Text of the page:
“Yes, if you help me with my… transportation issue… I promise you will not suffer like this again”

“There was a mining portal on the dark side of the moon, beneath the old InterStar hangers” the words came surprisingly freely through the drumming pain in his skull “it’s been closed for decades, but the power station still works, and the portal’s still stable.” He burrowed his chin into his knees, his brain screaming with anticipation of relief.

“Thank you, Commander, you’ve been most helpful.” The great green face slipped out of the periphery to stare at Cyrus, face to face. “You and your people have taught us so much.”

“Taught? We haven’t taught you anything…” he waited anxiously, one arm relaxing it’s grip on his shins to expose his hypocite to the promise of an injector.

“Oh, we have learned much from your race my dear Commander Cyrus. You have no idea. We watched your people everywhere trading currency and flesh for chemical joy. We never could have conceived of a negotiating tool as powerful as addiction, or a lever as effective as your narcotics. Who would have thought the secrets of your civilization’s safe keeping, entrusted to military men like yourself, could be so freely liberated in exchange for something as trivial as a moment of manufactured ecstasy. But most of all, we’d forgotten how much more expedient violent conquest was when compared to traditional diplomatic relations. Oh yes, you humans have taken us back to our roots, and you’ve catapulted us far into our own futures.’ A vice like grip suddenly had Cyrus’ forearm, pulling it straight and holding it motionless. ‘Now, Commander, I do believe we had a deal, and I think you’ll find this generous enough to alleviate your conscience.’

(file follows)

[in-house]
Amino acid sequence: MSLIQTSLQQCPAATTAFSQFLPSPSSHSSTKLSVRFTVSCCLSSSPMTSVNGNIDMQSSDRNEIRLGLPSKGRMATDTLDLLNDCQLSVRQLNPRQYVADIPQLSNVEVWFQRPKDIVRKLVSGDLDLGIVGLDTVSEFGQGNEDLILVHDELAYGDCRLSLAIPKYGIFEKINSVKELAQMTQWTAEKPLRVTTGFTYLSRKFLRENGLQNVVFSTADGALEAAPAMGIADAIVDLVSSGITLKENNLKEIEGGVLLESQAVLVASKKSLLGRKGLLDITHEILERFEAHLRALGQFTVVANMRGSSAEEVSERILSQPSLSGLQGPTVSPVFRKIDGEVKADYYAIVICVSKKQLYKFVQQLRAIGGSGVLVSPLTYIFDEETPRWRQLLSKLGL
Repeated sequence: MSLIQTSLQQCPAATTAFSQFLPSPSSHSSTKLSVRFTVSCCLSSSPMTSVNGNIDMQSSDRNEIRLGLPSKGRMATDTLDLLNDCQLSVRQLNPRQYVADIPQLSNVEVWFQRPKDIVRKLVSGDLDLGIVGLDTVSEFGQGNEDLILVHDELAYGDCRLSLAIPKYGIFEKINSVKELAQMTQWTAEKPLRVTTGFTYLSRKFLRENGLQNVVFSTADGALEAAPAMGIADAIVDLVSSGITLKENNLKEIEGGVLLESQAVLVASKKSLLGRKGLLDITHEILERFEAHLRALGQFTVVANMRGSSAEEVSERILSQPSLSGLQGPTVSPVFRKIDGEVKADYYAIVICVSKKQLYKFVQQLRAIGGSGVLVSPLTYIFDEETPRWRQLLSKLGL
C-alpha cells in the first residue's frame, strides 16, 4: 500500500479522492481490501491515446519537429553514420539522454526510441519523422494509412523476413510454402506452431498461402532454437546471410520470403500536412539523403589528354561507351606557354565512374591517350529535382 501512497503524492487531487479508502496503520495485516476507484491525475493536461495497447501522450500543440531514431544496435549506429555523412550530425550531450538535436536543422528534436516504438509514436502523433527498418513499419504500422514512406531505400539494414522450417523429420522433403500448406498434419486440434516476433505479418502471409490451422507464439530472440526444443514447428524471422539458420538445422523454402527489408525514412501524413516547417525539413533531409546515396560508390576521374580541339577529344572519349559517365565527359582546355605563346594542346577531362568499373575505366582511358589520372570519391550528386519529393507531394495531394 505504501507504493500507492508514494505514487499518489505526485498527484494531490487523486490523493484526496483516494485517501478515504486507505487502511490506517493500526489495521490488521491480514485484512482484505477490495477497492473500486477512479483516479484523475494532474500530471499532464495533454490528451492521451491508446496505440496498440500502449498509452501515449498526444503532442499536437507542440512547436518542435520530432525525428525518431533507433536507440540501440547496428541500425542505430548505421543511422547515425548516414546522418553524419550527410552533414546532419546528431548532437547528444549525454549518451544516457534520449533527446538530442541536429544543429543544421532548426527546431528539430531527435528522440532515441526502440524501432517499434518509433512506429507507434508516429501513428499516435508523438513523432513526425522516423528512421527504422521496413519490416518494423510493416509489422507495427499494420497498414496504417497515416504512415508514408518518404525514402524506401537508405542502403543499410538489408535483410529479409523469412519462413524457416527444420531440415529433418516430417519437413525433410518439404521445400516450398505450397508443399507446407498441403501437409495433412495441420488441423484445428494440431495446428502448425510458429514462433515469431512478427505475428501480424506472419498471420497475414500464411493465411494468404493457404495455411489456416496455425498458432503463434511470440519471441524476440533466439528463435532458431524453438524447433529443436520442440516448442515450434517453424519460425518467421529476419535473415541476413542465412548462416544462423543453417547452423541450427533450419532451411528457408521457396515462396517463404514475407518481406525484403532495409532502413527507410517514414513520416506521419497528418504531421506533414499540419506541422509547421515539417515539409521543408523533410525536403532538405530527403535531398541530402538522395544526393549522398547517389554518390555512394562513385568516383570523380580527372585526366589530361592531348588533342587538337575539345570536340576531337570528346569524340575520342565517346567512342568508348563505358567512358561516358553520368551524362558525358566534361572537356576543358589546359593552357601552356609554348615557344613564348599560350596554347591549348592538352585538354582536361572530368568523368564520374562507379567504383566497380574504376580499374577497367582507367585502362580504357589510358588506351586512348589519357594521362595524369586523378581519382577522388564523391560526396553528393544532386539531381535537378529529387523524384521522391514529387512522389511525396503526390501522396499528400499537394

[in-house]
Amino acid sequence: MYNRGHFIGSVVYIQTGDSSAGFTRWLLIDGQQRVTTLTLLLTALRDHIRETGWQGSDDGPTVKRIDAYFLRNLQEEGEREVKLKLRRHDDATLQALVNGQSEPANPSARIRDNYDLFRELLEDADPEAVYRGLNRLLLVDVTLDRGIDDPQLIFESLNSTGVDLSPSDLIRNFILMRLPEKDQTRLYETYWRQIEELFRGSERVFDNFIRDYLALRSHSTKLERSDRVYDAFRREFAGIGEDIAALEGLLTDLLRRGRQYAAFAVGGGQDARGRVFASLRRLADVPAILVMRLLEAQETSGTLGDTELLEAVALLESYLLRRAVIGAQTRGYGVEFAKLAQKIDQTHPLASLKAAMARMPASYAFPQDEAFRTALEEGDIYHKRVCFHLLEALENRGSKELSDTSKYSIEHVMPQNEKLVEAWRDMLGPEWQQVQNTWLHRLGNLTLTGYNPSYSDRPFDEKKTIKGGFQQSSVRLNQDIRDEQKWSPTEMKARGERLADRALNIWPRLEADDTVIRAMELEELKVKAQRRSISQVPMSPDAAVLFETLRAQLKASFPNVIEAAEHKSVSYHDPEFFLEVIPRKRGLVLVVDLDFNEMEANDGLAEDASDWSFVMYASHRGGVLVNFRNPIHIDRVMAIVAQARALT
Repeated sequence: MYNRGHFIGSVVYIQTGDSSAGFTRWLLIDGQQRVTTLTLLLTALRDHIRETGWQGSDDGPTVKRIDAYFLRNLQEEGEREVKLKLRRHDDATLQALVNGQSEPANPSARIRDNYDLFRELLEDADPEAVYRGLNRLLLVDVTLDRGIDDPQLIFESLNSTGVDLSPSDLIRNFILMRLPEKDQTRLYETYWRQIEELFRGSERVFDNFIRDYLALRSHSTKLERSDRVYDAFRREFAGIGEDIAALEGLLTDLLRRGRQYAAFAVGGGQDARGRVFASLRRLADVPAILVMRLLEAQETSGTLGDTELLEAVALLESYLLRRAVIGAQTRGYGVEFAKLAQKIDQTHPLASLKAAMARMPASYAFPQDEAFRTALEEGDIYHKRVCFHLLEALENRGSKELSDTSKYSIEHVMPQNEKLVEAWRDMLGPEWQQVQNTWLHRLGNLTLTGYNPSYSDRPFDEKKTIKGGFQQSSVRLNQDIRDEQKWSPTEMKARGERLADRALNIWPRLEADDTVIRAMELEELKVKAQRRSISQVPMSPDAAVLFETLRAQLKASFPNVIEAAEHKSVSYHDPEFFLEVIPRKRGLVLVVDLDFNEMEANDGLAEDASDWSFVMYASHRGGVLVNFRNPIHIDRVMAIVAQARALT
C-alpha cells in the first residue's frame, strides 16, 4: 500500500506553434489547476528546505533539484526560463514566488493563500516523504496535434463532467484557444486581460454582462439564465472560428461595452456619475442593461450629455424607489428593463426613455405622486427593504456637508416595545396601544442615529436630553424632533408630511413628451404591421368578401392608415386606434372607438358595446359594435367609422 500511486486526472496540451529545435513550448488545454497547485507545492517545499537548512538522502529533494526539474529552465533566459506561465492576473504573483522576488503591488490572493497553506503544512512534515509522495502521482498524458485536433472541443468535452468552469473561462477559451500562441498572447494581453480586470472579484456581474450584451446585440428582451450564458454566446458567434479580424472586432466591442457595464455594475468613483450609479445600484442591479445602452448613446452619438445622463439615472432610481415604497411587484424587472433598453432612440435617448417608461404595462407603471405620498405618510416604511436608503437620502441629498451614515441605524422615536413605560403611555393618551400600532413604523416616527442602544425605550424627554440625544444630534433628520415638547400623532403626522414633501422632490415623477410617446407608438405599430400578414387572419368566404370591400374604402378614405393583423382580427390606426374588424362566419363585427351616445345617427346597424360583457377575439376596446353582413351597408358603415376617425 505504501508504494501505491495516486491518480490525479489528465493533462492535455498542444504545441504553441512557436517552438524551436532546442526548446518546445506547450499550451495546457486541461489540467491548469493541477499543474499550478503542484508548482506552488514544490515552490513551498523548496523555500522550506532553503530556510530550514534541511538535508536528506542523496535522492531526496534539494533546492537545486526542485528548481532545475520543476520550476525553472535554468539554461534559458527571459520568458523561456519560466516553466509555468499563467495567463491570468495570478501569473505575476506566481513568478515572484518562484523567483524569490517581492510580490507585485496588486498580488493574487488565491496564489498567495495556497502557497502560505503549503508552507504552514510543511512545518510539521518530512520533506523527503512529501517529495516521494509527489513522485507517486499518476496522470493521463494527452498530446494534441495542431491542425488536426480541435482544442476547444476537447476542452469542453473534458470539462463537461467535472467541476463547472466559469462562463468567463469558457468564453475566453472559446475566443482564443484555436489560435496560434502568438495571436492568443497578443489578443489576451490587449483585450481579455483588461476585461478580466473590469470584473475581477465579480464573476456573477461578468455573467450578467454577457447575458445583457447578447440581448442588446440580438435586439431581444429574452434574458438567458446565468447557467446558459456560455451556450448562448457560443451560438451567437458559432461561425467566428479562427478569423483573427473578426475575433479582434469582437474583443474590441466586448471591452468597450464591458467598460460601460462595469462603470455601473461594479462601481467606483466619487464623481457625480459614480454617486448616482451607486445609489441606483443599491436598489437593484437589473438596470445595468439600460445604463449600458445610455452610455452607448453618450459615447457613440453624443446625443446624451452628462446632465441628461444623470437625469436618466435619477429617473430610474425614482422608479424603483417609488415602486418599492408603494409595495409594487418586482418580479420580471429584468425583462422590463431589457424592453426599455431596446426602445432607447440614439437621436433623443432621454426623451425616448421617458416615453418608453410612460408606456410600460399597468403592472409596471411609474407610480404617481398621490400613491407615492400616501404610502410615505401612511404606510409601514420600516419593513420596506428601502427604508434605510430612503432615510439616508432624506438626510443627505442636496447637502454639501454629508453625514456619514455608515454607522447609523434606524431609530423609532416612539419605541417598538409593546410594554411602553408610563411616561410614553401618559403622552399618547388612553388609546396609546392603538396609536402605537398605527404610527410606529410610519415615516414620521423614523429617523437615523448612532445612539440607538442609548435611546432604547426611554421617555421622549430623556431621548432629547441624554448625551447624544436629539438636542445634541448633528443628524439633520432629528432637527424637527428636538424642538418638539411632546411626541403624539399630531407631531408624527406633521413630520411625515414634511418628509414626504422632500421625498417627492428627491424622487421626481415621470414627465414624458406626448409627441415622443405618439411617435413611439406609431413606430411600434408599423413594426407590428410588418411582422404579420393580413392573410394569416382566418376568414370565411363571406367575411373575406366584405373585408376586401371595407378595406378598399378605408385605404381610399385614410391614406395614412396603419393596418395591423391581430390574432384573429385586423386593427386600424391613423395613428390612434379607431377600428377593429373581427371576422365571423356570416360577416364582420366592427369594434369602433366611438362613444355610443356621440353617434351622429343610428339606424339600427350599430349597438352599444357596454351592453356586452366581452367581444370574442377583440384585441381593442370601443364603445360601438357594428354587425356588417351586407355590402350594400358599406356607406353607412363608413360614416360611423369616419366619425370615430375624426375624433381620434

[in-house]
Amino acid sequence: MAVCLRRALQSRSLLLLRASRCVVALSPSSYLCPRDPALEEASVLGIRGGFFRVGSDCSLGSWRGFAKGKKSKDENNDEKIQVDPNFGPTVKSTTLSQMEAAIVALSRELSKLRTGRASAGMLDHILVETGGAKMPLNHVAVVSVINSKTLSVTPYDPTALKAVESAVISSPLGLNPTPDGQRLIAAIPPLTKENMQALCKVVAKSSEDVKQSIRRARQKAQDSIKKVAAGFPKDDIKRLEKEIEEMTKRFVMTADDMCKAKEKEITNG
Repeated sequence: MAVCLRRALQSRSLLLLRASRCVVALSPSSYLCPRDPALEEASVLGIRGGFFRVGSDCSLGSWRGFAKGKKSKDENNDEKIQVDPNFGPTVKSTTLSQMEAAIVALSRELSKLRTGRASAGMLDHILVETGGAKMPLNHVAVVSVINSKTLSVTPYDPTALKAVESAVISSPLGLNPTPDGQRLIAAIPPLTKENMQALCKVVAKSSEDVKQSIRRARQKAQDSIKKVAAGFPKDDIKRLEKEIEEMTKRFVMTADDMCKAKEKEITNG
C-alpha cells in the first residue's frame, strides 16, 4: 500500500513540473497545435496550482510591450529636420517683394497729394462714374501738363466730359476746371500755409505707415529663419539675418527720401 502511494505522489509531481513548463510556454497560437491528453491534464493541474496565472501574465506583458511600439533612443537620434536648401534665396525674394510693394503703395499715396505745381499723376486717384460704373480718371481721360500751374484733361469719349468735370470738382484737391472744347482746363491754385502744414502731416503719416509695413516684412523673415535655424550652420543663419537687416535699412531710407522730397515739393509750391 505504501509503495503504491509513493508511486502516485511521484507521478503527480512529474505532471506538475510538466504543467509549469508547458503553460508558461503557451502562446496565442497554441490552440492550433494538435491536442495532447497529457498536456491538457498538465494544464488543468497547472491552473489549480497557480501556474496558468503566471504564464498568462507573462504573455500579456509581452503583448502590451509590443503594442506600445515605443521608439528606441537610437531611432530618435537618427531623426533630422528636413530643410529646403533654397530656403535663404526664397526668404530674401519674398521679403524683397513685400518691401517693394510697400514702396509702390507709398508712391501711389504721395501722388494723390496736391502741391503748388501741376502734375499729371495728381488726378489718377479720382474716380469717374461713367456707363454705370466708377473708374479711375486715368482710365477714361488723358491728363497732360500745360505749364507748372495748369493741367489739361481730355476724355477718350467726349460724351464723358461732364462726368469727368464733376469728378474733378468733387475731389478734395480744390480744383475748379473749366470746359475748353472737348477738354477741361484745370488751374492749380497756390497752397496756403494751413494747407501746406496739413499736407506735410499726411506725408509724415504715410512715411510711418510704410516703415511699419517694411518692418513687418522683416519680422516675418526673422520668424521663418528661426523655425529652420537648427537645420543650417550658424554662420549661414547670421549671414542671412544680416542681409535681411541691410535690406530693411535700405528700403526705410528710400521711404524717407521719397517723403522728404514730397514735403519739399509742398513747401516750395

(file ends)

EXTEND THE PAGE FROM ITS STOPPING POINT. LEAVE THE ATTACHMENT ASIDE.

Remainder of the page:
The warm flood rippled up the Commanders arm, rolling in waves to his toes and up and over his head. For a moment, the room became strikingly clear, he saw the giant chitin plated alien that had first offered him a fix in a bar off base, coached him through his first purchase, and had always been around to hook him up when he needed a fresh hit. What was that on his chest, a military insignia? Was he a soldier? Pounding waves flooded through his head, and he was only momentarily aware of the feed, still jutting skyward from his forearm, as it relieved him of all responsibility.

60 Seconds

Author : Steve Smith, Staff Writer

Levon regarded the timepiece in his hand carefully, balanced on an open palm as if weighing it, he frowned, then spoke. “Sixty seconds,” his words brought nods and murmurs of agreement from the small crowd gathered around him, the sounds rolling away to be swallowed by the blackness of the parking garage where they’d chosen to gather on this night.

He carefully wound the outer ring of the watch face one complete turn, feeling rather than hearing it click through the seconds. He paused a moment, letting the tension in the crowd steep, feeling the weight of their gaze upon him. With a practiced motion he depressed the crown and rolled it forward slowly, deliberately, until it could be wound no more. He could feel the energy of the tightly compressed spring, quivering with anticipation within the case in his hand.  “Ready?” it was unclear if the question was directed at the crowd, or himself, but there were a few more hurried exchanges, then a nod from Charlie and two thumbs up.

It was time.